According to Wikipedia, “middle age” as that ‘…period of age beyond young adulthood but before the onset of old age.’ In birthdays, your 40s, and early 50s, a stretch supposedly where you get a last, great grasp at living before the home stretch.
And in my particular case, that time frame was way-not bad at all. Twenty-plus years later, however, and now in retirement, a different narrative — but still overall not a nightmare in the American Dream.
Yet for a shitload of ‘middle aged‘ Americans, it’s a cemetery plot. In a new study released today, which “stunned” researchers, it seems middle-aged white Americans are dying at an alarming rate, in an alarming way — suicide and drug overdose.
And maybe even worse, foretell a disastrous trend.
(Illustration: Salvador Dali’s ‘Millet’s “Angelus,”‘ found here).
According to the data, the death rate among whites Americans ages 45 to 54 had increased by a half-percent a year from 1999 to 2013, and for middle-aged African-Americans, the score was higher, though, Hispanics fared a little better.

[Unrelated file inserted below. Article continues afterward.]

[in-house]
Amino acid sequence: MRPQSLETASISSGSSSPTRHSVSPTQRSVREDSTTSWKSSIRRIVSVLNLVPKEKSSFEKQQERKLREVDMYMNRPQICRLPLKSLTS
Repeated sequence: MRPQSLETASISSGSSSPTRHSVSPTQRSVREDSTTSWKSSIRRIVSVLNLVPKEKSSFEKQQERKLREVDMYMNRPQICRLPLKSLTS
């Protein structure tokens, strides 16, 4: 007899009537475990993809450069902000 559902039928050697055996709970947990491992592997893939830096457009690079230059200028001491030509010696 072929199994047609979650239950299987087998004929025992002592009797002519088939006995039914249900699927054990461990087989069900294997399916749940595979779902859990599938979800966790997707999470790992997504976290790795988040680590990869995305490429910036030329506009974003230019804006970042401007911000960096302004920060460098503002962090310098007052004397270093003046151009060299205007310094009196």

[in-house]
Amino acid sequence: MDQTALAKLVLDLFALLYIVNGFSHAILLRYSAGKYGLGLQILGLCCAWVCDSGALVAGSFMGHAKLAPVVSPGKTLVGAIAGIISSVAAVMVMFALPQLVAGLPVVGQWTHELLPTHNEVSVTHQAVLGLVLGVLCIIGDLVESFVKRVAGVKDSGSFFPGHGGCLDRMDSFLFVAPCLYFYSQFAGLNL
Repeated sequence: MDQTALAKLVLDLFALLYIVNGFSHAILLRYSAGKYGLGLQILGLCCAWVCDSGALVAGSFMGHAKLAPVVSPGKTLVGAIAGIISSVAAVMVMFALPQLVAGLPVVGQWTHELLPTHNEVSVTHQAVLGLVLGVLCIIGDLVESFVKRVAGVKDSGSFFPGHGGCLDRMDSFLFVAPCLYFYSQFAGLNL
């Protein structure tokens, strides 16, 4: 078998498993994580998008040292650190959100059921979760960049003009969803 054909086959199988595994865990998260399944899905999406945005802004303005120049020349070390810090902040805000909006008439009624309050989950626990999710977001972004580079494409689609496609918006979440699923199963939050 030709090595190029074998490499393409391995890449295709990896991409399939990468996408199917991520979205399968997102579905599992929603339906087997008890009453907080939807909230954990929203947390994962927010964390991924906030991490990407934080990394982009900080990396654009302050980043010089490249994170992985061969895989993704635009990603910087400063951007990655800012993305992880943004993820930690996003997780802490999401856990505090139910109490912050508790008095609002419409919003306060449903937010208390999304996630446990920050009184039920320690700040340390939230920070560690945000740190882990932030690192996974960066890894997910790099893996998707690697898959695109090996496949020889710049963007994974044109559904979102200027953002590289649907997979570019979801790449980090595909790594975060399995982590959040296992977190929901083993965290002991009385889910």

Results of the research apparently highly-noteworthy — from the CDC, the data reveals “…a deeply concerning trend,” which shouldn’t be happening to any level of society.
More from the Guardian this afternoon:
A sharp rise in death rates among white middle-aged Americans has claimed nearly as many lives in the past 15 years as the spread of Aids in the US, researchers have said.
The alarming trend, overlooked until now, has hit less-educated 45- to 54-year-olds the hardest, with no other groups in the US as affected and no similar declines seen in other rich countries.
“This was absolutely a surprise to us. It knocked us off our chairs,” said Anne Case, an economics professor at Princeton University who worked on the study.
Since discovering the trend, Case and her colleague Angus Deaton, also an economics professor at Princeton, have shared the findings with healthcare professionals.
“We wanted to make sure we weren’t missing something,” Case said.
“Everyone’s been stunned.”
Case and Deaton found that death rates from drugs, alcohol and suicides had risen for middle-aged white men and women across all educational backgrounds.
But Case said the less educated bore the brunt of the trend: for those with a high school degree or a lower level of education, deaths from drug overdoses and alcohol poisoning rose fourfold, suicides by 81 percent, and deaths from liver disease and cirrhosis by 50 percent.
For this least-educated group, deaths from all causes rose more than a fifth.
Only for those with a bachelor’s degree or higher did overall death rates continue to decline.
Hard-scrabble life on the lower end…